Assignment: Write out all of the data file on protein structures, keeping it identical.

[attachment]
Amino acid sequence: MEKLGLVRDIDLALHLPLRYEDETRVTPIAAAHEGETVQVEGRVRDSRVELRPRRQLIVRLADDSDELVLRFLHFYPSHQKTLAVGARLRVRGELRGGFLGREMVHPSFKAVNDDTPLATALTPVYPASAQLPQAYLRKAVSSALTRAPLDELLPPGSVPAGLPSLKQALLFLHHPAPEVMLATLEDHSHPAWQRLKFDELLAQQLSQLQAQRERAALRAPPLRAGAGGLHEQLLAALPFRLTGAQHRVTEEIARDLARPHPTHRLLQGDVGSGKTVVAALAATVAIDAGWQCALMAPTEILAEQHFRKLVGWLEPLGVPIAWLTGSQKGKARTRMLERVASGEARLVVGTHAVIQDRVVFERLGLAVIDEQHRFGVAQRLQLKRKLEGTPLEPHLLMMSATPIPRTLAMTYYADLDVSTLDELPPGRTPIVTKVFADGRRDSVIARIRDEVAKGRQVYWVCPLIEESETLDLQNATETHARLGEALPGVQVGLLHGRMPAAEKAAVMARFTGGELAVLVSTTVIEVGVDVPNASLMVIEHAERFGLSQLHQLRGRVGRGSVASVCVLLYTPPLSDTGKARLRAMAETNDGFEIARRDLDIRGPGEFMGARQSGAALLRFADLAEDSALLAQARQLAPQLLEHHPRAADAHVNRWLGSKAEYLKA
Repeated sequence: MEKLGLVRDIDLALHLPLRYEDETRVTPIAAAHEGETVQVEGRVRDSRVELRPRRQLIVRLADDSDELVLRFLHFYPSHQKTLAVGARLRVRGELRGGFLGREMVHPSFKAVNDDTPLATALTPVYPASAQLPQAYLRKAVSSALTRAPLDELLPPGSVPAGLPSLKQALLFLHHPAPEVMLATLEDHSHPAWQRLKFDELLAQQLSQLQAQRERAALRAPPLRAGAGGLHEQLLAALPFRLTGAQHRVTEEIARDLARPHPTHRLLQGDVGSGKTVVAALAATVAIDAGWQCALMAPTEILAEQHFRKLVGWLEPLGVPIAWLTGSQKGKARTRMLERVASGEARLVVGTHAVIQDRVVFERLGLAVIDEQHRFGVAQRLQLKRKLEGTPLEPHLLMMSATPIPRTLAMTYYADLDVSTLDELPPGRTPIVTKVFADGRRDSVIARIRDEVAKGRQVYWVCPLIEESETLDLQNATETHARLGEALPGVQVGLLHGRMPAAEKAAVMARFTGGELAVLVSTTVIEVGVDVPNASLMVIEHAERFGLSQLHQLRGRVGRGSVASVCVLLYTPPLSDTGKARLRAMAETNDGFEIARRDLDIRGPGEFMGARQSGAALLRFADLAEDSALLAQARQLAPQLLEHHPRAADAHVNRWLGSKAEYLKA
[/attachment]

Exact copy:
Amino acid sequence: MEKLGLVRDIDLALHLPLRYEDETRVTPIAAAHEGETVQVEGRVRDSRVELRPRRQLIVRLADDSDELVLRFLHFYPSHQKTLAVGARLRVRGELRGGFLGREMVHPSFKAVNDDTPLATALTPVYPASAQLPQAYLRKAVSSALTRAPLDELLPPGSVPAGLPSLKQALLFLHHPAPEVMLATLEDHSHPAWQRLKFDELLAQQLSQLQAQRERAALRAPPLRAGAGGLHEQLLAALPFRLTGAQHRVTEEIARDLARPHPTHRLLQGDVGSGKTVVAALAATVAIDAGWQCALMAPTEILAEQHFRKLVGWLEPLGVPIAWLTGSQKGKARTRMLERVASGEARLVVGTHAVIQDRVVFERLGLAVIDEQHRFGVAQRLQLKRKLEGTPLEPHLLMMSATPIPRTLAMTYYADLDVSTLDELPPGRTPIVTKVFADGRRDSVIARIRDEVAKGRQVYWVCPLIEESETLDLQNATETHARLGEALPGVQVGLLHGRMPAAEKAAVMARFTGGELAVLVSTTVIEVGVDVPNASLMVIEHAERFGLSQLHQLRGRVGRGSVASVCVLLYTPPLSDTGKARLRAMAETNDGFEIARRDLDIRGPGEFMGARQSGAALLRFADLAEDSALLAQARQLAPQLLEHHPRAADAHVNRWLGSKAEYLKA
Repeated sequence: MEKLGLVRDIDLALHLPLRYEDETRVTPIAAAHEGETVQVEGRVRDSRVELRPRRQLIVRLADDSDELVLRFLHFYPSHQKTLAVGARLRVRGELRGGFLGREMVHPSFKAVNDDTPLATALTPVYPASAQLPQAYLRKAVSSALTRAPLDELLPPGSVPAGLPSLKQALLFLHHPAPEVMLATLEDHSHPAWQRLKFDELLAQQLSQLQAQRERAALRAPPLRAGAGGLHEQLLAALPFRLTGAQHRVTEEIARDLARPHPTHRLLQGDVGSGKTVVAALAATVAIDAGWQCALMAPTEILAEQHFRKLVGWLEPLGVPIAWLTGSQKGKARTRMLERVASGEARLVVGTHAVIQDRVVFERLGLAVIDEQHRFGVAQRLQLKRKLEGTPLEPHLLMMSATPIPRTLAMTYYADLDVSTLDELPPGRTPIVTKVFADGRRDSVIARIRDEVAKGRQVYWVCPLIEESETLDLQNATETHARLGEALPGVQVGLLHGRMPAAEKAAVMARFTGGELAVLVSTTVIEVGVDVPNASLMVIEHAERFGLSQLHQLRGRVGRGSVASVCVLLYTPPLSDTGKARLRAMAETNDGFEIARRDLDIRGPGEFMGARQSGAALLRFADLAEDSALLAQARQLAPQLLEHHPRAADAHVNRWLGSKAEYLKA